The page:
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After having suffered for years on end from total brainless ops ladies that would put you in a 60 hotel in Rome because 100 close to the airport was too much to spent (for a minimum rest stay), only that the hotel was an hours and a half away (Rome is small...or rather the ladies brain?), so we spent twice the difference for the transfer and were quite knackered on check in...

Now I finally manage 'my' little FD with one airplane and just us 2 pilots and love every minute of it. It also saves a lot of telephone cost, I just complain to myself when the hotel is shitty...
Whilst the airplane got a little smaller (CL30 to C680) the fun got bigger and we have loads of it. What I miss is the shiny destinations like Cannes, Mallorca or Fuerteventura, but hey, I will be getting an Aktau/Kazachstan frequent traveller card soon....and who can say THAT!!!
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Old 22nd Dec 2011, 09:27
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My Airport so I will used any runway I want

Mutt,

OK, I had the same situation on my way to your place..... requested other runway, and direct to FIR Bdy.....

Well why not we do own the airport, airspace etc, ect.

Beer order placed.

Glf
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Old 22nd Dec 2011, 10:14
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HD are you my German brother? Maybe we can cover each other whilst we have a holiday?

I'll spell that word for you because doing what we do it's not a frequently used word.....

H...O...L...I...D...A...Y........
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Old 22nd Dec 2011, 10:26
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Thank you for all your replies! I've read through them a couple of times now, so I really appreciate all your input.

I was aware that many of the questions I asked really depended on the operator that you join. But from the posts I've looked at we're pretty well covered with opinions from both sides of the fence now.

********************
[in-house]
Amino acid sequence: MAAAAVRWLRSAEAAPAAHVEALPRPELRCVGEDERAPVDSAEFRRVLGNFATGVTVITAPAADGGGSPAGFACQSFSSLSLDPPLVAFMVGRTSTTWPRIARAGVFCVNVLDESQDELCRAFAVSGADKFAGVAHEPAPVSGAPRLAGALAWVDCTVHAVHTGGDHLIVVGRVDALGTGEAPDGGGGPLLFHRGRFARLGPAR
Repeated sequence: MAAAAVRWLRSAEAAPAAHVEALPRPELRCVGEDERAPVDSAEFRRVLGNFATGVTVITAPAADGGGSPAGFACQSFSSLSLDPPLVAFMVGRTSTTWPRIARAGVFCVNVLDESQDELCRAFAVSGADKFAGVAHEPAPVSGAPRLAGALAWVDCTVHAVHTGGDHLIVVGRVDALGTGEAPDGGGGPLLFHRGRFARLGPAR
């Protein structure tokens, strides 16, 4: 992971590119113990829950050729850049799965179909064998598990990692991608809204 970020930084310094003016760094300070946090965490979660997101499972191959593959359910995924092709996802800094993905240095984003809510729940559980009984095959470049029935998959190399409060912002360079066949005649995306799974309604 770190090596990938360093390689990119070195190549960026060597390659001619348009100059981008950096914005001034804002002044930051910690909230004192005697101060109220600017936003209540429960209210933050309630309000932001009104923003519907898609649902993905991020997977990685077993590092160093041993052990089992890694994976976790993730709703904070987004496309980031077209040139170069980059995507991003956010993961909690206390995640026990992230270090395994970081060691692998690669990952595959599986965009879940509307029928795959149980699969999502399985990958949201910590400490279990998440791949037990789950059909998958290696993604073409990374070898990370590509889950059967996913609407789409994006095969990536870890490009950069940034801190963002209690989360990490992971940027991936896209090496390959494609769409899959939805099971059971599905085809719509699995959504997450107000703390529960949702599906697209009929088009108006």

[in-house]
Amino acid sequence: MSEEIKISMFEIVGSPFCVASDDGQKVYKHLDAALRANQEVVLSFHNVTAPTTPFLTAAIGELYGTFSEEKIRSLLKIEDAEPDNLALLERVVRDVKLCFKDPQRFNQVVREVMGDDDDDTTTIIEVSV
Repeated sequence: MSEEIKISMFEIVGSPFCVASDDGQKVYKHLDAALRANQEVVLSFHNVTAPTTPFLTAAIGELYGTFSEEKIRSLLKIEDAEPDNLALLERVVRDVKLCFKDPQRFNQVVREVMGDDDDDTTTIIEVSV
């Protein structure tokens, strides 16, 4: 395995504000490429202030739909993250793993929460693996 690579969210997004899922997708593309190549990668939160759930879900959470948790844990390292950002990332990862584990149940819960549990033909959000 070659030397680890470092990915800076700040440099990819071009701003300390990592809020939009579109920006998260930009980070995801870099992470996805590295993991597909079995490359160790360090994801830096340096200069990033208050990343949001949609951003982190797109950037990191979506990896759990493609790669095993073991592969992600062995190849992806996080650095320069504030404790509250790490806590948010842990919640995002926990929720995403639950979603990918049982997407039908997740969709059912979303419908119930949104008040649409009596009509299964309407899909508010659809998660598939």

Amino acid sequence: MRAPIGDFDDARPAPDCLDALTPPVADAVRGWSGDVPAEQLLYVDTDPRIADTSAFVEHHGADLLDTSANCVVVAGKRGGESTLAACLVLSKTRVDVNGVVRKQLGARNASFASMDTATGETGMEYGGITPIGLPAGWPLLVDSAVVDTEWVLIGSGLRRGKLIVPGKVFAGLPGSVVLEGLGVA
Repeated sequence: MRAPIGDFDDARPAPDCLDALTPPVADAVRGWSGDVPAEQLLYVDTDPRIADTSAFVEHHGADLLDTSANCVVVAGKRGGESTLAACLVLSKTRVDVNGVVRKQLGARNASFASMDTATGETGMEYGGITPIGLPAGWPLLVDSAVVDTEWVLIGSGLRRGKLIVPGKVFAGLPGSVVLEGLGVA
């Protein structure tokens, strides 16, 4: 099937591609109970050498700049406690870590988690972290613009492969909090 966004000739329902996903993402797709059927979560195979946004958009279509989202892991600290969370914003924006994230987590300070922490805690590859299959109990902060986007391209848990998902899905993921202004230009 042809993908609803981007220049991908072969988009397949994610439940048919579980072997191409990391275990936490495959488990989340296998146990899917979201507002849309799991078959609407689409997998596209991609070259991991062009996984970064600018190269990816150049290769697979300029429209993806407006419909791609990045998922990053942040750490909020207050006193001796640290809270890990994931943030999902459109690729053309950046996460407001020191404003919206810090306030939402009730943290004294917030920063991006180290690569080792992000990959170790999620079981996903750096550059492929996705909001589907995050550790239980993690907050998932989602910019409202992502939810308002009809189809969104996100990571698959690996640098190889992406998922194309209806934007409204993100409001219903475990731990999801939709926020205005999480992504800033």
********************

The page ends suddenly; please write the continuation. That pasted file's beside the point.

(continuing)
To summarise what's been said so far, I think it's fair to say:

That it would be harder work, when your actually at work.

There is generally more time off (but many, many standby days).

Greater responsibilities (Customer Service, Aircraft cleanliness, Operational roles).

Some interesting and random destinations with longer layovers, but more waiting around and uncertainty.

More highly regarded as a professional (depends on the client), but I would imagine more so than flying a load of drunk customers down to the Canary's. - "More than just a number" as Sir Korsky mentioned.

All in all, a lot more face time with the clients, and a lot more of a 'personal experience'.

I reckon that you would also have to be an extremely flexible / adaptable character, to put up with a variable roster (unless you join a large operator e.g. NetJets).

Note to PicMas:

It pains me to reply to you, but if I am honest, I do actually understand and respect your opinion. However if you could just disseminate your outlook on flight training in, a) The correct forum / group / thread. b) In a polite and mature manner. I am positive that people would take you more seriously.

Thanks again for everyone's comments. Hope this thread is helpful for those thinking of making the switch. It is imperative to think twice before undertaking such a massive career change!!
jimsmitty01 is offline  
Old 22nd Dec 2011, 10:45
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That it would be harder work, when your actually at work.
Er not always, my airline chums work harder than me. I have minimal stress and a lot of fun and do about 500 hours a year.

There is generally more time off (but many, many standby days).
Yeah I do probably get a bit more time off than some of my mates, very few standby days though.


Greater responsibilities (Customer Service, Aircraft cleanliness, Operational roles).
Yes, making sure their taxis have arrived and of course keeping the aircraft clean and stocked up.


Some interesting and random destinations with longer layovers, but more waiting around and uncertainty.
I'm home most nights, but I do look forward to night stops. Random as far as mainly European destinations. No puddle jumping for me.


More highly regarded as a professional (depends on the client), but I would imagine more so than flying a load of drunk customers down to the Canary's. - "More than just a number" as Sir Korsky mentioned.
Our passengers are professionals and they treat us as professionals. A mutual respect I guess.


All in all, a lot more face time with the clients, and a lot more of a 'personal experience'.
Absolutely! Best bit of the job, a bit of banter in the FBO or at the bottom of the air stair (depending on how well I know them of course)


I reckon that you would also have to be an extremely flexible / adaptable character, to put up with a variable roster (unless you join a large operator e.g. NetJets).
I work for a private owner and have a fairly fixed rosta, multiple aircraft and a decent number of crew to share the workload. You do however have to keep flexible. "You might need to go to xxx tomorrow", to which I normally answer "why tomorrow, I can go now".